I finished my first novel when I was twelve. It was long and rambling and about seven dragons who were on a quest to find their kidnapped mother. It's probably the stupidest thing I've ever written (though at the time it was Serious Business), but I had SO much fun working on it. I was so young that nobody had yet told me writing a novel was "too hard" or that I might not finish it. I wrote it because I loved reading books and I'd reached the point where I couldn't stand not making my own.
And I think loving working on that book so much and finishing it in blissful ignorance of any nay saying on the subject gave me a strong foundation for the books I would write later. Because nobody told me I couldn't do it, I never questioned my ability to write a book. Plenty of self-doubts would come later--as they do--but I've never doubted that this is what I love doing above anything else.
What motivated you to become an indie author?
There have been a lot of factors. But the one that finally pushed me to go indie was my publisher's decision not to buy a sequel to my debut, The Rise of Renegade X. There had been a time when it was a possibility, but the numbers ultimately didn't support it, despite readers loving the book and begging me for a sequel. All anybody's ever wanted to know about that book was when the next one is coming out, and for several years I accepted that the answer was never. Even though I wanted to write one and readers wanted to read one.
Then I met another author whose publisher had dropped his six-book series at book five, leaving his readers without an end to the story. So he'd written it anyway and self-published it. By that point I was starting to hear more and more about self-publishing, and how things were changing, and I thought, "Why can't I do that?"
Since then, I've embraced indie publishing and am much happier. I'm still submitting to traditional publishers through my agent, but being able to produce my own books at the same time gives me more freedom with what stories I write and more control over my career. And my fans get to keep reading about the characters they love, and I get to keep writing them, so it's a win-win situation.
Who are your favorite authors?
Sara Shepard, Rick Riordan, Louise Rennison, Rick Yancey, Ann Brashares, J. K. Rowling, and probably lots of others I can't think of at the moment. But these are all authors whose books I continue to not just devour, but to reread, which is rare for me these days.
When you're not writing, how do you spend your time?
Knitting and crocheting, while watching Netflix, of course.
What are your five favorite books, and why?
Pretty Little Liars by Sara Shepard - I love this series so hard! I love how much I feel like I know all four main characters and that I can relate to all of them, even though they're very different. And with all the mystery and suspense on top of that, I can't turn the pages fast enough.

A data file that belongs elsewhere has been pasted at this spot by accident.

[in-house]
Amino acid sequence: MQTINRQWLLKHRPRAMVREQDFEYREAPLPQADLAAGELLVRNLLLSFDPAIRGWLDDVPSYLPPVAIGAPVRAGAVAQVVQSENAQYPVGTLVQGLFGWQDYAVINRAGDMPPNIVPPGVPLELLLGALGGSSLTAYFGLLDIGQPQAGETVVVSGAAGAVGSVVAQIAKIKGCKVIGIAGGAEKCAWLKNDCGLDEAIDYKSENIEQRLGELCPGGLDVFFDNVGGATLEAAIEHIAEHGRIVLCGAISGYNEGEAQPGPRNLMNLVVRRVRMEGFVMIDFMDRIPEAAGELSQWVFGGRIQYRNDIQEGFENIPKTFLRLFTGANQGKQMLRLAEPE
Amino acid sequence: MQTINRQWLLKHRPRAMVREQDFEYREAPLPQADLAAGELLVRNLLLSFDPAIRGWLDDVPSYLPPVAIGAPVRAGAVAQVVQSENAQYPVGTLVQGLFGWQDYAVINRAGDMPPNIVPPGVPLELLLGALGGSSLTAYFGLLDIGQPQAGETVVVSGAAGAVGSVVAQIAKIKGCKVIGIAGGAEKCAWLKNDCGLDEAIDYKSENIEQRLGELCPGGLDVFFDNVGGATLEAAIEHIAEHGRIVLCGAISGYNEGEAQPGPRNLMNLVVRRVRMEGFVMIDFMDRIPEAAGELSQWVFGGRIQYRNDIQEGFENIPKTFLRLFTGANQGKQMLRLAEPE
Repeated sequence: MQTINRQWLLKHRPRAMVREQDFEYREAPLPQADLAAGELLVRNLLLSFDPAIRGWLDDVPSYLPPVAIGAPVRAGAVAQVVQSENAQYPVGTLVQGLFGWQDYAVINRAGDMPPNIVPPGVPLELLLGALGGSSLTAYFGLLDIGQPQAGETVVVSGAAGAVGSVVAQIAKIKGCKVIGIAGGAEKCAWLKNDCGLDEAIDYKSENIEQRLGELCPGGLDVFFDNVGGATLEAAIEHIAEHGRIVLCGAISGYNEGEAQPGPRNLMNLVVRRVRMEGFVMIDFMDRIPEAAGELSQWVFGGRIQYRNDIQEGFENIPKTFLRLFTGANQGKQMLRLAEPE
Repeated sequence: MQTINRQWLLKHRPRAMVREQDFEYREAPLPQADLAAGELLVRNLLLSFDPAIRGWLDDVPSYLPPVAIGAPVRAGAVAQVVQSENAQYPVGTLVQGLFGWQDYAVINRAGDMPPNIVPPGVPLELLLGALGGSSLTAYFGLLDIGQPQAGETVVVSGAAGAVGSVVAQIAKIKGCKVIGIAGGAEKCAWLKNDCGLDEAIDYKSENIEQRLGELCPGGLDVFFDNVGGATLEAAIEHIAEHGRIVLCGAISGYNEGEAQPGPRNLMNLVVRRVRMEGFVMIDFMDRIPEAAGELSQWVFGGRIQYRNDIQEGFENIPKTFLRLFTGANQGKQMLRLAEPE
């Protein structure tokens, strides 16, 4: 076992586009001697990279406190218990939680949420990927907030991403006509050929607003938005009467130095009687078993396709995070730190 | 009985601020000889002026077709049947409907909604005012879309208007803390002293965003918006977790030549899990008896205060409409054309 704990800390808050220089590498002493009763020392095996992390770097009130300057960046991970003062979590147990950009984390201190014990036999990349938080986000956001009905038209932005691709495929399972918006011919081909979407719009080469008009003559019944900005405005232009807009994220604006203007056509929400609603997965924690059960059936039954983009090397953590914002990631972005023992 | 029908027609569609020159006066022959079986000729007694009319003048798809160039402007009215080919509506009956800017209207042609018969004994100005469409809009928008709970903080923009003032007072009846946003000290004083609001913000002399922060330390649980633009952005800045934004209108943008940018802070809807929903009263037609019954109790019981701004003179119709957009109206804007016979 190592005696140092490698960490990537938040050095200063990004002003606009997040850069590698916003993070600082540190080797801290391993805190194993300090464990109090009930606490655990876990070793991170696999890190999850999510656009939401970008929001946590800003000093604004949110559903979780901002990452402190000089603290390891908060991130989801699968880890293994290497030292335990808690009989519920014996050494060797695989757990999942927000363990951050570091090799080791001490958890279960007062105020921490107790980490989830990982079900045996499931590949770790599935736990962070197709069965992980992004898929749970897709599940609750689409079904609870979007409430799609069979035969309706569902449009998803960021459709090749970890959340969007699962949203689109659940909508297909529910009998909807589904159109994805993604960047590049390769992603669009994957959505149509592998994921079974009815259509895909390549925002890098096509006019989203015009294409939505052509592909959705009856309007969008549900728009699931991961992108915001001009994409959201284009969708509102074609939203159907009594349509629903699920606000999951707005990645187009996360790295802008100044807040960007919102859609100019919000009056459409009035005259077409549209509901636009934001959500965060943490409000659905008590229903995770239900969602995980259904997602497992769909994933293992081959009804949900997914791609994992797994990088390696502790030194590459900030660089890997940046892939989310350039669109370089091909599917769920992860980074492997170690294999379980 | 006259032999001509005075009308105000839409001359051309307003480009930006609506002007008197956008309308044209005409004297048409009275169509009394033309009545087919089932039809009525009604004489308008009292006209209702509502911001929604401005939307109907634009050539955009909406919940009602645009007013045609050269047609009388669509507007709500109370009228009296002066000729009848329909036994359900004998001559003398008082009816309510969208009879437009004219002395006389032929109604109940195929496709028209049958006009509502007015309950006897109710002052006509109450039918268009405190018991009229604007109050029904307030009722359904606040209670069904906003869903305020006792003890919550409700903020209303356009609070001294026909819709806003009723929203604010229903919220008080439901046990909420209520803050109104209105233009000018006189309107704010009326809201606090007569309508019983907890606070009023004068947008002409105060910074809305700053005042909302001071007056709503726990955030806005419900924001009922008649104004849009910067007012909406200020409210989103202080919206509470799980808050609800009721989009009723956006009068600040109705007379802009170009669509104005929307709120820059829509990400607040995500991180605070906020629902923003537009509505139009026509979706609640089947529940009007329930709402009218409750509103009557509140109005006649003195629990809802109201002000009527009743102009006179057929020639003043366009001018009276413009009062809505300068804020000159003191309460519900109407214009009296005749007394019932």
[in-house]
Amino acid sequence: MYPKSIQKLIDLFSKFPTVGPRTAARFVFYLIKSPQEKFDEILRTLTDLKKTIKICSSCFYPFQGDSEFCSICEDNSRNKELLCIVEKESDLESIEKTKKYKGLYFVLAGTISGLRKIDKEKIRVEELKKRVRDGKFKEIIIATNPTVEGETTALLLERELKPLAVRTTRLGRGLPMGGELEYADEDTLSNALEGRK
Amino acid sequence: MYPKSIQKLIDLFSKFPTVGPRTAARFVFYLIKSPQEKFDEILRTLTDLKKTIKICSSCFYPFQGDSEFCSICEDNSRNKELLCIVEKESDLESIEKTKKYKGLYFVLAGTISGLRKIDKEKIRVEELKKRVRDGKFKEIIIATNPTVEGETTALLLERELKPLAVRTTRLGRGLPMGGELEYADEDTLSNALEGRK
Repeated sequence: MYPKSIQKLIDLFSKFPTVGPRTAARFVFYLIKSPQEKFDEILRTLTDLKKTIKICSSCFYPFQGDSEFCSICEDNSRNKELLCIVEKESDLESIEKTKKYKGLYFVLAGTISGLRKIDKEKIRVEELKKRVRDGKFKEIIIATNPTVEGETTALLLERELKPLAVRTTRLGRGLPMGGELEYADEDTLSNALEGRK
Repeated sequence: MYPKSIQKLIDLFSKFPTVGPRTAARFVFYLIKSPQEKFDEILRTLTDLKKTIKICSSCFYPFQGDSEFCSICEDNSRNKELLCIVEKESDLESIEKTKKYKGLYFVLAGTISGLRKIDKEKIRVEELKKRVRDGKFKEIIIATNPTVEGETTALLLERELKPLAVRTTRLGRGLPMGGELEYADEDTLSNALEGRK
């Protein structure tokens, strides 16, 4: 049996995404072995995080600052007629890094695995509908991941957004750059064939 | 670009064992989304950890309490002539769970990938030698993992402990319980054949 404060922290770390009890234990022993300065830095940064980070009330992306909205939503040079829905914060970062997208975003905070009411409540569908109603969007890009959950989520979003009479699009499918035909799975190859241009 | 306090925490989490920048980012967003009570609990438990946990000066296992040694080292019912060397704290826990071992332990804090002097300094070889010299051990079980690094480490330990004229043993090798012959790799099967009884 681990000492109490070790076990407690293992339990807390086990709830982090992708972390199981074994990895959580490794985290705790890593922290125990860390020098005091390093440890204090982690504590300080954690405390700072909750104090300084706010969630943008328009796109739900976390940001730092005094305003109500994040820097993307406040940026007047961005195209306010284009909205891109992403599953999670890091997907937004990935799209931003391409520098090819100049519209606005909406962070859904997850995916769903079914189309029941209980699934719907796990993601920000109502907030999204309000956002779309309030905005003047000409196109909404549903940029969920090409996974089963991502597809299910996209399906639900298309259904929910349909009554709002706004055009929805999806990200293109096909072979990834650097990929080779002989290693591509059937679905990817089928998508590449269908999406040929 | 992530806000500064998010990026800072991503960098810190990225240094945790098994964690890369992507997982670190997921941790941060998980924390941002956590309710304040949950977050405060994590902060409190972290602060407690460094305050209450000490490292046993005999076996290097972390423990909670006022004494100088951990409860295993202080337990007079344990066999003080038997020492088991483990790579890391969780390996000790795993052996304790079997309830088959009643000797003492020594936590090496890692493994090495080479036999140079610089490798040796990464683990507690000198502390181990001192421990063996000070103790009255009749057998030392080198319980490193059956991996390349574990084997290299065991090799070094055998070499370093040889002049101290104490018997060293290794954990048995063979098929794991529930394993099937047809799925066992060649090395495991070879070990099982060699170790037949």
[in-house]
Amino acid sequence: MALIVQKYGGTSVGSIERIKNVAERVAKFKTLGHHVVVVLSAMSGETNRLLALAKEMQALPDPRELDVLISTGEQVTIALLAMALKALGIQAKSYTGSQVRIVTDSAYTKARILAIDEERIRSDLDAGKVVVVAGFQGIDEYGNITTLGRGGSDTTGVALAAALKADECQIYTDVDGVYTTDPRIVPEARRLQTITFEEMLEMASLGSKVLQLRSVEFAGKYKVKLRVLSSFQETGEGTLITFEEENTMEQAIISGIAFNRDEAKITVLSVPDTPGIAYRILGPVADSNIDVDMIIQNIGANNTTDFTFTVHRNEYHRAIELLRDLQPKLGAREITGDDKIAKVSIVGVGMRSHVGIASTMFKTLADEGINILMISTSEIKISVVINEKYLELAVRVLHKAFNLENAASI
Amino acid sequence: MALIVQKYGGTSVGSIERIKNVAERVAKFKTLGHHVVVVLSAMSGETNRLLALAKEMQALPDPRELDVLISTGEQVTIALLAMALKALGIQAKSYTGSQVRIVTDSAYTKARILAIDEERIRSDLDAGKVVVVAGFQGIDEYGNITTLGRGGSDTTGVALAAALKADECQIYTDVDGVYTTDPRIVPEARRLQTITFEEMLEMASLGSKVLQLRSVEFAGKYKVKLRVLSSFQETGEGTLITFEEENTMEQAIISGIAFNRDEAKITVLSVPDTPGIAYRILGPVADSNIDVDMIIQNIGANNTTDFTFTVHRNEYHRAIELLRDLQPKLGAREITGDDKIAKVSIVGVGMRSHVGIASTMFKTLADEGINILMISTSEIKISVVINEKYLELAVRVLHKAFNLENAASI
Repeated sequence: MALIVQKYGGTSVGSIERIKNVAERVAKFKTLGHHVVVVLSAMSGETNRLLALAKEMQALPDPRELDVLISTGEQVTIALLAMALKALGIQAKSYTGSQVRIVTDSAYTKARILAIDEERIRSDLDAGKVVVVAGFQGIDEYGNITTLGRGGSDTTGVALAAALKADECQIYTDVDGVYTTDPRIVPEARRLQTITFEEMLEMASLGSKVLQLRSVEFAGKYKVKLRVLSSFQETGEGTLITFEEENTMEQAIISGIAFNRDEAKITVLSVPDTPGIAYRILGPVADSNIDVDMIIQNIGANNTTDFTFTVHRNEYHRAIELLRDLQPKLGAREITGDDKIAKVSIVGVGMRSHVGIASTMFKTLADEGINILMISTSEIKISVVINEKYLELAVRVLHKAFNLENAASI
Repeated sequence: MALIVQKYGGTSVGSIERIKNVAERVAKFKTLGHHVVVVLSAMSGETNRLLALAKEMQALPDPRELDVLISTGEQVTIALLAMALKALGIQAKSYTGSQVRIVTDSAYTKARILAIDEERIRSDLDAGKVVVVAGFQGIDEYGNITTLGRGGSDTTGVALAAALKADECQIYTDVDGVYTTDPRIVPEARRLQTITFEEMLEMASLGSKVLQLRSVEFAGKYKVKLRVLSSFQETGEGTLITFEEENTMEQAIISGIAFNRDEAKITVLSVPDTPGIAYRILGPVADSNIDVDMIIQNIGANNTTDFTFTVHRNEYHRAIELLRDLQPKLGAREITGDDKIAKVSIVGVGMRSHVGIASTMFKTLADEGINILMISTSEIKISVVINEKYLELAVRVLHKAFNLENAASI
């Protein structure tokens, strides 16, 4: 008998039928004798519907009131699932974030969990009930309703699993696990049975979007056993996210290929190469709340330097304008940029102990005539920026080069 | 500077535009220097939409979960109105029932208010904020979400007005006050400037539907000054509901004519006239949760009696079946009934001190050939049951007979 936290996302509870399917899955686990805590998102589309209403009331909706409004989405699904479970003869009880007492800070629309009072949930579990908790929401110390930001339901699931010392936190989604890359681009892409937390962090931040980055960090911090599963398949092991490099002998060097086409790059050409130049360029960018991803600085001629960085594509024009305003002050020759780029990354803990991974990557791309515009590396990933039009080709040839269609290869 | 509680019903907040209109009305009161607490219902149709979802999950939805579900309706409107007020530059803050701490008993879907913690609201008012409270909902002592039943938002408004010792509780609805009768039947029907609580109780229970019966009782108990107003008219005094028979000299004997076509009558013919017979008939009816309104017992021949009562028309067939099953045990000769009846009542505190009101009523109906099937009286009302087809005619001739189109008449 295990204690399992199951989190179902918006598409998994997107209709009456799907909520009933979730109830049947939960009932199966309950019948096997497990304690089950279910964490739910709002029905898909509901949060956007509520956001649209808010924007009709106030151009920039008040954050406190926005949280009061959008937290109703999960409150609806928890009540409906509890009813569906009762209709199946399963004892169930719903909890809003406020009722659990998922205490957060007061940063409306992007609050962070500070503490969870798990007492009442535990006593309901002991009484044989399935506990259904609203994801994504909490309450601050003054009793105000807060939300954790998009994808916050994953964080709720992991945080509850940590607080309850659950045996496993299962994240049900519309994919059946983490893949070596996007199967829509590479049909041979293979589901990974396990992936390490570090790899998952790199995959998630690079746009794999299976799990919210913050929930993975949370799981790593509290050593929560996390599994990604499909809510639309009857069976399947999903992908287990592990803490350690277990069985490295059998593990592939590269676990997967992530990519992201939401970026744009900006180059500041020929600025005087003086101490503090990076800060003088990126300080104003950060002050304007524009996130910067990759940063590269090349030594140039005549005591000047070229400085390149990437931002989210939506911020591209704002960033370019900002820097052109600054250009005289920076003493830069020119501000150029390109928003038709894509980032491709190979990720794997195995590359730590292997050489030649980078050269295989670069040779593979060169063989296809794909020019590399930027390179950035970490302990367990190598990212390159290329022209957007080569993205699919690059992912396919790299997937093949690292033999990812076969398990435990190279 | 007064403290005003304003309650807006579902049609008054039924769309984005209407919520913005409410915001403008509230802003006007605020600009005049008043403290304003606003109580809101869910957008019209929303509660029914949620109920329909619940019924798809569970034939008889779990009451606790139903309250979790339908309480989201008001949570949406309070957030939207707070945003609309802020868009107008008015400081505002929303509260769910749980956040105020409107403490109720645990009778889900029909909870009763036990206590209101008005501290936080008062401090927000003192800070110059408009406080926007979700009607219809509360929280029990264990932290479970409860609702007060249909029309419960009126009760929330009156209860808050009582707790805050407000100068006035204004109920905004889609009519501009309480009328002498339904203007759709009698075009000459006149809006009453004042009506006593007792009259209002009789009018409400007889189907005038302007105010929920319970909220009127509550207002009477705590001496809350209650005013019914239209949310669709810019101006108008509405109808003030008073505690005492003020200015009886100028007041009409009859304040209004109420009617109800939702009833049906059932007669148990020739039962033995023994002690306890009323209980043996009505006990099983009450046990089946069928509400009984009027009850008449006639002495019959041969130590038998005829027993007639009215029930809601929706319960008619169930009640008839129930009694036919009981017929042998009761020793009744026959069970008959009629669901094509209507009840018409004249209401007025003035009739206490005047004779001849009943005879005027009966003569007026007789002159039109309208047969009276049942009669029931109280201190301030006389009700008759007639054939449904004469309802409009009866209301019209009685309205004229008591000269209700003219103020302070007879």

Percy Jackson and the Olympians series by Rick Riordan - I love these characters and how the author combines our world with the world of Greek myth and weaves everything together.
The Monstrumologist by Rick Yancey - what I love about this book (and its sequels) is the combination of some serious horror and the dynamic between Will Henry and Dr. Warthrop. Their relationship is sometimes painful, but often hilarious, and the horror is always hardcore.
Gone by Michael Grant - this is another one of my favorite series and I love how each book builds the overall story, each one getting more epic than the last. And, of course, I love the characters and how much they grow and change throughout the series.
The Sisterhood of the Traveling Pants by Ann Brashares - I've read these books several times and I think about them a lot. This is another one with four main characters who are all very different, yet I feel like I relate to them all and know them personally.
What is your e-reading device of choice?
Describe your desk
My desk is, um... Well, there's a sort of Frankenstein laptop on it with pieces taken out and some pieces taped in place (the keyboard is out and I'm typing on a wireless). There's an open bag of walnuts leaning against it, next to my Megaman Legends action figure (I know, I know, you're pretty jealous about that one) and my Nightmare Before Christmas block calendar (it's made of blocks and I change it every day - it lasts forever, but you sort of have to already know what day it is). There's also a random stick that came in a bag of stuffing, some scissors, my crochet hook, some maps from the car, a knitting project I'm in the middle of, my circular knitting needles case, a stuffed doll of Panic from Disney's Hercules that shakes when you press his stomach, a postage scale with a giant stuffed Marshmallow Peep sitting on it, and a pile of printed out knitting patterns.
What is the greatest joy of writing for you?
The best part about writing for me is when I get so into a book, so completely obsessed, that I don't want to do anything else except be in that world with those characters, putting down words. That's when things really come alive for me, when I can't stop working on a project and the whole story just becomes bigger and better because of it and the characters deeper and more complex.
What do your fans mean to you?
My fans have been super supportive and all around amazing, and if it wasn't for them, there wouldn't be a sequel to The Rise of Renegade X. I always wanted to continue the series, but when I thought that door was closed for good and out of my control, it was the fans who kept saying, "But, seriously, when is the sequel coming out? Can't you just write it anyway? I NEED IT!" that kept the idea alive.
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